Computer models are frequently used to aid landscape decisions, but the complexity of the world around us makes it impossible to accurately account for all of the patterns and processes that might affect outcomes. Drawing on new research, Prof Simon Willcock, Prof James M. Bullock and Dr Danny A. P. Hooftman explain how combinations – or ‘ensembles’ – of models can produce more accurate and reliable information.
In an effort to make predictions and avoid negative impacts (e.g. from climate change or Covid-19), scientists and decision-makers often turn to computer models. However, the real-world is so complex that it is impossible to represent all patterns and processes accurately within a model. So, models are always simplified versions of the systems they are intended to represent. How well do these simplified models represent reality? Can we use them to support real-world decisions?
Scientific models are generally produced by subject-specialists who have dedicated large portions of their careers to a better of understanding their system of interest. As such, one might expect models to draw together state-of-the-art knowledge to fully describe a system and how that system may respond to shocks.
With perfect data availability, this might be achievable. Instead, models are useful when our knowledge is imperfect – e.g. to extrapolate into a new region (e.g. estimating how new Covid-19 strains might impact the UK, based on their impacts in their country of origin) or to a plausible, but unknown, future (e.g. pre-empting the impacts of global temperature levels exceeding values not seen on this planet for millions of years).
As such, scientific models might better be viewed as a (very well) educated guess, than fact. In this manner, each model could be thought of as representing the expert opinion of one or more scientists. Indeed, even when representing the same thing, it is rare for models to completely agree. Rather, like when eliciting opinions, some models are in closer agreement than others. In part, this might arise because the models are very similar (akin to the fact that you might get similar opinions when asking members of the same family). Thus, agreement between independent models tends to carry more weight. Similarly, just as you might be more likely to trust an individual whose advice has proven true in the past, models that more closely match the data we do have – a process known as validation – should be trusted more.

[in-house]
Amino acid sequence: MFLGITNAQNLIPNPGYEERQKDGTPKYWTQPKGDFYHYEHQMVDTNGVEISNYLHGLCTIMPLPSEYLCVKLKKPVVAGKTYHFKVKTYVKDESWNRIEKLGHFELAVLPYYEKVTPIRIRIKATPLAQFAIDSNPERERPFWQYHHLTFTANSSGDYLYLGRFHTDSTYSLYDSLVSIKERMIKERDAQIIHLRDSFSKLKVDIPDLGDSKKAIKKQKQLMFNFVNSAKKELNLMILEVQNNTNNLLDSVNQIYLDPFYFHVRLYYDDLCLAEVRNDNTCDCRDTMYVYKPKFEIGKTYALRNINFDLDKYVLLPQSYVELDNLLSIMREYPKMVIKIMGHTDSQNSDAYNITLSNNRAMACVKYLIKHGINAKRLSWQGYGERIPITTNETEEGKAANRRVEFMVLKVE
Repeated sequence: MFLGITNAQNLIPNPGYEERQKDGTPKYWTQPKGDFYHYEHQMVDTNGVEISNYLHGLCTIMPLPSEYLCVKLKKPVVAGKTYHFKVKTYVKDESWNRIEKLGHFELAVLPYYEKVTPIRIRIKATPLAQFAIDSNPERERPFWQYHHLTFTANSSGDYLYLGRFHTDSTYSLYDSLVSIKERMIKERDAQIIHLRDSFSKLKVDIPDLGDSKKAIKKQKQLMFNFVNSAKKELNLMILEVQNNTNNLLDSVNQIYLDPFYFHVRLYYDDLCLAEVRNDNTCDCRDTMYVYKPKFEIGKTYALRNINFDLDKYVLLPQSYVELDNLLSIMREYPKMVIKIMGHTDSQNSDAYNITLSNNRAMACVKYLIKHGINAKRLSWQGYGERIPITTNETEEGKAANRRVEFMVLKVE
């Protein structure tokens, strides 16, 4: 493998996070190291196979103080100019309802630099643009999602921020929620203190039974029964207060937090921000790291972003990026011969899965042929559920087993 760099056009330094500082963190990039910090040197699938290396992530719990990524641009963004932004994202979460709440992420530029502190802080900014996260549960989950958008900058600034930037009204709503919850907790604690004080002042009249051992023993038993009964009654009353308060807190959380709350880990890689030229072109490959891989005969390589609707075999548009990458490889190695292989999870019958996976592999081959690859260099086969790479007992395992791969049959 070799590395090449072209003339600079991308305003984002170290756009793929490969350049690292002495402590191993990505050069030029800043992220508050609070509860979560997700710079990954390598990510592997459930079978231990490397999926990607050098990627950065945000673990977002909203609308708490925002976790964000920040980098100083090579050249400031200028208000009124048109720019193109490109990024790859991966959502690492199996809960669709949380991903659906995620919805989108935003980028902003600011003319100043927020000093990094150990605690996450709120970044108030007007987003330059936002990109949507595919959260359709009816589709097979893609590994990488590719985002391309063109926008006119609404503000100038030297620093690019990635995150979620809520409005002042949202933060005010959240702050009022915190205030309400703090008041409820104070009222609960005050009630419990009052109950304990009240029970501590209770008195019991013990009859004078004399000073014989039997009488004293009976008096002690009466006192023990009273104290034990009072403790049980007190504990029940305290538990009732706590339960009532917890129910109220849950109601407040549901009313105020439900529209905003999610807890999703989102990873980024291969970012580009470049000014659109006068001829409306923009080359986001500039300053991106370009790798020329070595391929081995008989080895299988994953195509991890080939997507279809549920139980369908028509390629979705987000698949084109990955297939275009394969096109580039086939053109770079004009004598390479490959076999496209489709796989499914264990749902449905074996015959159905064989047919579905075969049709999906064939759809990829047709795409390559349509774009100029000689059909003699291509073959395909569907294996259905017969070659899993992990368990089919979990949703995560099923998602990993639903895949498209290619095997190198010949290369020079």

Models are often used to calculate and map the many benefits that people derive from nature (ranging from food and water to slowing climate change by absorbing and storing carbon). For example, we may need to know the areas that provide the greatest benefits (and thus warrant the most protection). The above figure shows different model outputs for Derbyshire, UK. The leftmost and central boxes show two individual models, both highlighting areas where ecosystem conservation might be prioritised. However, these models disagree, with minimal overlap in the areas recommended for protection. Due to limited conservation budgets, and the opportunity costs that would result from protecting large areas, it is impractical to follow the precautionary principle and conserve all areas recommended by each model.
Like if we had two friends that disagreed, we can turn to more friends/models in an effort to achieve something close to consensus. The rightmost image shows the results of combining the ‘opinions’ of a number of individual models – collectively called an ensemble of models. Indeed, a recent paper has shown that using ensembles of models in this way is more accurate (i.e. more likely to correctly predict the areas where nature’s contributions to people – termed ecosystem services – are greatest).
Because of this, ensembles of models are widely used (e.g. by the Intergovernmental Panel on Climate Change) to provide the best possible decision support. However, use of ensembles is not universal. For example, the Intergovernmental Science-Policy Platform on Biodiversity and Ecosystem Services sometimes relies on individual models to support decisions, which should perhaps be viewed with more caution. As with the old fable that individual sticks can be easily broken, but sticks in a bundle can’t be, the same is true with models – with groups of models combined in an ensemble likely to be stronger, more accurate and more reliable.
Prof Simon Willcock is a Professor of Sustainability at Bangor University, and Principal Research Scientist at Rothamsted Research.
Prof James M. Bullock is an Ecologist at the UK Centre for Ecology and Hydrology.
Dr Danny A. P. Hooftman is an Applied Ecologist and owner of Lactuca: Environmental Data Analyses and Modelling.